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Larry Fink is CEO of BlackRock, an American global investment management corporation based in New York City. (Photo courtesy Wikipedia)

“Indeed,” wrote Fink, “climate change is almost invariably the top issue that clients around the world raise with BlackRock. From Europe to Australia, South America to China, Florida to Oregon, investors are asking how they should modify their portfolios. They are seeking to understand both the physical risks associated with climate change as well as the ways that climate policy will impact prices, costs, and demand across the entire economy.”

“These questions are driving a profound reassessment of risk and asset values. And because capital markets pull future risk forward, we will see changes in capital allocation more quickly than we see changes to the climate itself. In the near future – and sooner than most anticipate – there will be a significant reallocation of capital,” Fink explained.

In his letter, Fink asked companies to be more sustainable, announcing that future investments will be linked to climate protection criteria.

Greenpeace says that if BlackRock wants to put its words into action, the world’s largest wealth advisor must also clean up its own portfolio. According to research by “The Guardian” newspaper, BlackRock currently holds stocks and bonds worth over $87 billion in coal, oil, and gas companies and is the world’s largest investor in coal projects.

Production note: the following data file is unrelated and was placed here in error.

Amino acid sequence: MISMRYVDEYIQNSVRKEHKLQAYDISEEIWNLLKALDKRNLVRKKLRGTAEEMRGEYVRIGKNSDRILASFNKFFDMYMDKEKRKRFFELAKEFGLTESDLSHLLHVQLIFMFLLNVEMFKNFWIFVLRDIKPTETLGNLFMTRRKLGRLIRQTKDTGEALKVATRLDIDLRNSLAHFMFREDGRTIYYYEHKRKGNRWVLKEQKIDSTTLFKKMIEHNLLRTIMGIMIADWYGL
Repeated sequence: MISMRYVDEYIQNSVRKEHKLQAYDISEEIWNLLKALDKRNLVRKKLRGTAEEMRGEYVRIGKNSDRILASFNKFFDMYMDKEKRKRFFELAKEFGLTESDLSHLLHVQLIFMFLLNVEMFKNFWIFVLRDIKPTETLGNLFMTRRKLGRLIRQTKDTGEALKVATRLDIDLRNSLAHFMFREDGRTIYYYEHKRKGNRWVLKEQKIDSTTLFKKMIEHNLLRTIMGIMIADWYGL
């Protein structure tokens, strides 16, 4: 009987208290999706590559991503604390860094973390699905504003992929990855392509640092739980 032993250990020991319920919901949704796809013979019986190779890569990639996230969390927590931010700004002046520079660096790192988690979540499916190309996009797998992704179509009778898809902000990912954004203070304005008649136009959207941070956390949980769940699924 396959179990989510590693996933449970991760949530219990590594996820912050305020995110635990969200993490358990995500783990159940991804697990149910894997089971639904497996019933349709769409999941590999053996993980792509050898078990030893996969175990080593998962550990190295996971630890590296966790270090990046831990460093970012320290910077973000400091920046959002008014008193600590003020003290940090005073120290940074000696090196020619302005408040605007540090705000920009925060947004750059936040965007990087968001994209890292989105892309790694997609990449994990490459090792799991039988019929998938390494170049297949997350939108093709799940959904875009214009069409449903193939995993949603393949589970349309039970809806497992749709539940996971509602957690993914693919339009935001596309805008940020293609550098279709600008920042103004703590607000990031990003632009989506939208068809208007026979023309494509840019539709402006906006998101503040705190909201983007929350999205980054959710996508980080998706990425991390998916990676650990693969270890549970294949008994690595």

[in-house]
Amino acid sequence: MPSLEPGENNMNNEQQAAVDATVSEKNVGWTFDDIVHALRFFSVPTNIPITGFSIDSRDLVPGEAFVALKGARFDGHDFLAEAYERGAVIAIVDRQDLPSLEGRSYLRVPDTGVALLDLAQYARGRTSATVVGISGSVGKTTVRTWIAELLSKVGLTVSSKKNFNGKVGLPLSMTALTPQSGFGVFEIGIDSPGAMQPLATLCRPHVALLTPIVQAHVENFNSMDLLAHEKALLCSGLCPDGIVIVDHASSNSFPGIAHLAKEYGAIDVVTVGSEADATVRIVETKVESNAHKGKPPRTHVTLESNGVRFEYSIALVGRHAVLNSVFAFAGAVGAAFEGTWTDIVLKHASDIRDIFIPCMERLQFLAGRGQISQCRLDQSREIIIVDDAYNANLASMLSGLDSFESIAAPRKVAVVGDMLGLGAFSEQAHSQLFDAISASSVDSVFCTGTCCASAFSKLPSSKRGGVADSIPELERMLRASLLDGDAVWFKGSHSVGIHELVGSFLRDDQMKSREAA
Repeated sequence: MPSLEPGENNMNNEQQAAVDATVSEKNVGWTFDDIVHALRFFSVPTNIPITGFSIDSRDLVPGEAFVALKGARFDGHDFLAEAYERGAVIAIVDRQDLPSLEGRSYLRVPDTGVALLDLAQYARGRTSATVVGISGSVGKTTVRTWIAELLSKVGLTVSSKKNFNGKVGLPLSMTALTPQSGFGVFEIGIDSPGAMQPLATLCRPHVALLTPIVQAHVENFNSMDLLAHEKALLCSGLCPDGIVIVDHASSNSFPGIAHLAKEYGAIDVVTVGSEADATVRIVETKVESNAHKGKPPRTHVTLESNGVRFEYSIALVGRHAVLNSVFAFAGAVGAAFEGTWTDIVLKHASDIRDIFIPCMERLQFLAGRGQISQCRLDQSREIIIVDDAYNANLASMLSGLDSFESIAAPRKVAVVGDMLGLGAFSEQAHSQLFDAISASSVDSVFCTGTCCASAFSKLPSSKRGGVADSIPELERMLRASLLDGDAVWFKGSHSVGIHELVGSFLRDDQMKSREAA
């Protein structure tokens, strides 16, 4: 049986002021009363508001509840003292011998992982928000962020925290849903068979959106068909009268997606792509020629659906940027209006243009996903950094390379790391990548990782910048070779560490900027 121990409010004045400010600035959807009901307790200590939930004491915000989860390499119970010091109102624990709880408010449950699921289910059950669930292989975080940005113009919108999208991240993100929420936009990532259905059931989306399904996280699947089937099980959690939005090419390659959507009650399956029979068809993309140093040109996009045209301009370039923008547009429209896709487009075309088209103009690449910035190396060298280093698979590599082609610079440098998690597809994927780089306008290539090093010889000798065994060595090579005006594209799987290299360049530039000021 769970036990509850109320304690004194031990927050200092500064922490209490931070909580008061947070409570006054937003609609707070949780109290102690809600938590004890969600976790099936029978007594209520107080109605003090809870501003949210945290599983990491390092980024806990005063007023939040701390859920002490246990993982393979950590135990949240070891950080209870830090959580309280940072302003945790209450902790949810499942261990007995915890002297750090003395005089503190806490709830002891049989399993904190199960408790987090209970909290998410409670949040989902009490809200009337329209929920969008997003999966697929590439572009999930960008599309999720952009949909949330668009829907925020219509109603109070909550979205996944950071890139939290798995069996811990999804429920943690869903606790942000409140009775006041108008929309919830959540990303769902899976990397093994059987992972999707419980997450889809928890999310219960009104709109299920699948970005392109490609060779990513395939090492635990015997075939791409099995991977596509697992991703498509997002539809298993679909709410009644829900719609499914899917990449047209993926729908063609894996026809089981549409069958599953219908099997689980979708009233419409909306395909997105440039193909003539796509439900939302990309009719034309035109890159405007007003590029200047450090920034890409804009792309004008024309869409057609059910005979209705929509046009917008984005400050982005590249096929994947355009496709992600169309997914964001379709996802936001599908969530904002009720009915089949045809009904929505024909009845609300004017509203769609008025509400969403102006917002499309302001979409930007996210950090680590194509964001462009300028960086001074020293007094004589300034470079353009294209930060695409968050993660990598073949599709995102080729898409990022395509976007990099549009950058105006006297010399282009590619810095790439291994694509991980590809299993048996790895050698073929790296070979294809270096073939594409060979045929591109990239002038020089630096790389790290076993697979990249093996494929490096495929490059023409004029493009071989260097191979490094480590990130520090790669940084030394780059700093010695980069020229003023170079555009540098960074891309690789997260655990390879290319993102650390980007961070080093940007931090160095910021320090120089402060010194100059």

Australian conservationists have been fighting the Adani coal mine proposal for years.

Still, Adani has been cleared to start work on its Carmichael coalmine after the Queensland government approved the company’s plans for groundwater management.

The Australian Conservation Foundation, ACF, one of the country’s largest groups, warns that “Burning coal is the biggest cause of climate damage.”

“If it goes ahead, Adani’s mine and its coal will wreck our climate, steal our groundwater, trash Indigenous rights and irreversibly damage the Great Barrier Reef,” warns the ACF. “Adani’s mine is a climate crime – a crime against humanity and our planet.”

In response to the announcement in Germany that Siemens affirmed its contract to provide rail signaling services for Adani’s Carmichael coal mine, the Australian Conservation Foundation’s senior campaigner Christian Slattery said, “Siemens’ announcement that it will continue working on Adani’s coal mine while bushfires rage in Australia is nothing short of shameful.”

“The company has shown its true colours with this decision. It has a climate change policy, but it is hollow and empty,” said Slattery. “Sadly, Siemens has shown it is no better than the fossil fuel companies it works with. “If constructed, the infrastructure for Adani’s mine will open the Galilee Basin to one of the largest expansions of thermal coal mining on the planet.”

“Siemens claims to support the Paris Agreement, but now it is committed to work on one of the world’s biggest carbon bombs. “The unfolding bushfire crisis in Australia, which has killed at least 28 people and more than one billion native animals is a terrifying foretaste of the climate change future if more coal mines are dug,” Slattery said.

“The campaign to Stop Adani will not be deterred by this announcement,” he said. “Our movement is strong, united and stretches across the world.”